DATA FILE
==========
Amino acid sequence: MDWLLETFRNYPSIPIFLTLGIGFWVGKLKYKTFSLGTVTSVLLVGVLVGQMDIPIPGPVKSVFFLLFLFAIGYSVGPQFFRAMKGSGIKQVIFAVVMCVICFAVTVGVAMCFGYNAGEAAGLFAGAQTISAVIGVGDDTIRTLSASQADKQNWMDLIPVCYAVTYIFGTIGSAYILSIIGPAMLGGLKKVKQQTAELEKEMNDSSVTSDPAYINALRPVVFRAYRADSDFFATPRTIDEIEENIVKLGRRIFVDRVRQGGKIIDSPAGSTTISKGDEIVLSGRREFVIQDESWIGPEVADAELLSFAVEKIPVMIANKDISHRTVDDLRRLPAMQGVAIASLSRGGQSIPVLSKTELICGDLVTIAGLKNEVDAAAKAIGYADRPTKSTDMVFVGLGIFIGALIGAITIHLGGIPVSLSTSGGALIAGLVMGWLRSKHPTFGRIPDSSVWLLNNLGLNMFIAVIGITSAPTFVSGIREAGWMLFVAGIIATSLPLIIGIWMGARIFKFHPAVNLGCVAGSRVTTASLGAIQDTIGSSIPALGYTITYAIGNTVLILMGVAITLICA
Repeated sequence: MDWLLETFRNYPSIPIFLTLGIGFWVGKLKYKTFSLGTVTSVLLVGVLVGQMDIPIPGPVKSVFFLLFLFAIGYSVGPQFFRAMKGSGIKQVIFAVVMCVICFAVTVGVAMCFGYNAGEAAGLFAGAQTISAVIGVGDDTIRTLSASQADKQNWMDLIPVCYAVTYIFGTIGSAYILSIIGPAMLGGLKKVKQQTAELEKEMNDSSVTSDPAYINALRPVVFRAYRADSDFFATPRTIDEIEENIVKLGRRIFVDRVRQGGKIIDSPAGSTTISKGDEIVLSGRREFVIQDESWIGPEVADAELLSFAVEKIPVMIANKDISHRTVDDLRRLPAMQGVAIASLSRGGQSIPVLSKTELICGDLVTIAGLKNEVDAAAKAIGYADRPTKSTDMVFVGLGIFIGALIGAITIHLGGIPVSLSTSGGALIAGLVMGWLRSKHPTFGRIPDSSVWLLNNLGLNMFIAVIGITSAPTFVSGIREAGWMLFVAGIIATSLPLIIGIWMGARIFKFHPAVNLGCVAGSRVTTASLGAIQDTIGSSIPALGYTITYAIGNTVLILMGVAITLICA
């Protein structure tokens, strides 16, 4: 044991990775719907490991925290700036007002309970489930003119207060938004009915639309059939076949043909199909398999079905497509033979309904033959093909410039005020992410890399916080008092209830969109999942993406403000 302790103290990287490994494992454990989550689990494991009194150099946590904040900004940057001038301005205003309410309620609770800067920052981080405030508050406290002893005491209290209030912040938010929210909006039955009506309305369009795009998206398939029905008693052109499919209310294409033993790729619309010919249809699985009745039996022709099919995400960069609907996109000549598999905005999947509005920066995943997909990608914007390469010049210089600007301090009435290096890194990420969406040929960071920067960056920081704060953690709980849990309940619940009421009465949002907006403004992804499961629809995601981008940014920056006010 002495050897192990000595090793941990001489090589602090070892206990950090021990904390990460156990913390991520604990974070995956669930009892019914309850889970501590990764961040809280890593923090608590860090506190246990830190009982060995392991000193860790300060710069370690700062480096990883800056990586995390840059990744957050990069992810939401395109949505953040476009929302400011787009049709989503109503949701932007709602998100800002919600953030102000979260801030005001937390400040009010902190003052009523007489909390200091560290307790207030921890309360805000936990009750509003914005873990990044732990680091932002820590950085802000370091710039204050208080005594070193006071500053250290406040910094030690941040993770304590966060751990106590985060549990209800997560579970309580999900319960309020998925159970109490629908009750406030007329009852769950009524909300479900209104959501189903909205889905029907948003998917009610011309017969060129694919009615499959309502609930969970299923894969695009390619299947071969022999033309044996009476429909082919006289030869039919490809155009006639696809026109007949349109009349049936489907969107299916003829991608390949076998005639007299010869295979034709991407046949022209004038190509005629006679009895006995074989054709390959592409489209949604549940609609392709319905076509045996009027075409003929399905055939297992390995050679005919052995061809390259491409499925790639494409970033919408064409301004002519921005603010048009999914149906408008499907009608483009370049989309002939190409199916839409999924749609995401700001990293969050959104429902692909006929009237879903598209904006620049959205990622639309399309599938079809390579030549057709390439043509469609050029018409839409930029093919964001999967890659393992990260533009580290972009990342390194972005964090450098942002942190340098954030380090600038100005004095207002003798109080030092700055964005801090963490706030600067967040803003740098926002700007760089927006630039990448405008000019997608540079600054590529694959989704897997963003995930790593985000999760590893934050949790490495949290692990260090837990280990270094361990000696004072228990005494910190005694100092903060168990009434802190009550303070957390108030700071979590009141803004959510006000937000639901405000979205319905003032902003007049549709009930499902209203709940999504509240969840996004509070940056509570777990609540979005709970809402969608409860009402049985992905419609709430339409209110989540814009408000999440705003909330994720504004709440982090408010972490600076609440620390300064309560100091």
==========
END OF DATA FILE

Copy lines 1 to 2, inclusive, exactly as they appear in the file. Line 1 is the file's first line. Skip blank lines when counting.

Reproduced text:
Amino acid sequence: MDWLLETFRNYPSIPIFLTLGIGFWVGKLKYKTFSLGTVTSVLLVGVLVGQMDIPIPGPVKSVFFLLFLFAIGYSVGPQFFRAMKGSGIKQVIFAVVMCVICFAVTVGVAMCFGYNAGEAAGLFAGAQTISAVIGVGDDTIRTLSASQADKQNWMDLIPVCYAVTYIFGTIGSAYILSIIGPAMLGGLKKVKQQTAELEKEMNDSSVTSDPAYINALRPVVFRAYRADSDFFATPRTIDEIEENIVKLGRRIFVDRVRQGGKIIDSPAGSTTISKGDEIVLSGRREFVIQDESWIGPEVADAELLSFAVEKIPVMIANKDISHRTVDDLRRLPAMQGVAIASLSRGGQSIPVLSKTELICGDLVTIAGLKNEVDAAAKAIGYADRPTKSTDMVFVGLGIFIGALIGAITIHLGGIPVSLSTSGGALIAGLVMGWLRSKHPTFGRIPDSSVWLLNNLGLNMFIAVIGITSAPTFVSGIREAGWMLFVAGIIATSLPLIIGIWMGARIFKFHPAVNLGCVAGSRVTTASLGAIQDTIGSSIPALGYTITYAIGNTVLILMGVAITLICA
Repeated sequence: MDWLLETFRNYPSIPIFLTLGIGFWVGKLKYKTFSLGTVTSVLLVGVLVGQMDIPIPGPVKSVFFLLFLFAIGYSVGPQFFRAMKGSGIKQVIFAVVMCVICFAVTVGVAMCFGYNAGEAAGLFAGAQTISAVIGVGDDTIRTLSASQADKQNWMDLIPVCYAVTYIFGTIGSAYILSIIGPAMLGGLKKVKQQTAELEKEMNDSSVTSDPAYINALRPVVFRAYRADSDFFATPRTIDEIEENIVKLGRRIFVDRVRQGGKIIDSPAGSTTISKGDEIVLSGRREFVIQDESWIGPEVADAELLSFAVEKIPVMIANKDISHRTVDDLRRLPAMQGVAIASLSRGGQSIPVLSKTELICGDLVTIAGLKNEVDAAAKAIGYADRPTKSTDMVFVGLGIFIGALIGAITIHLGGIPVSLSTSGGALIAGLVMGWLRSKHPTFGRIPDSSVWLLNNLGLNMFIAVIGITSAPTFVSGIREAGWMLFVAGIIATSLPLIIGIWMGARIFKFHPAVNLGCVAGSRVTTASLGAIQDTIGSSIPALGYTITYAIGNTVLILMGVAITLICA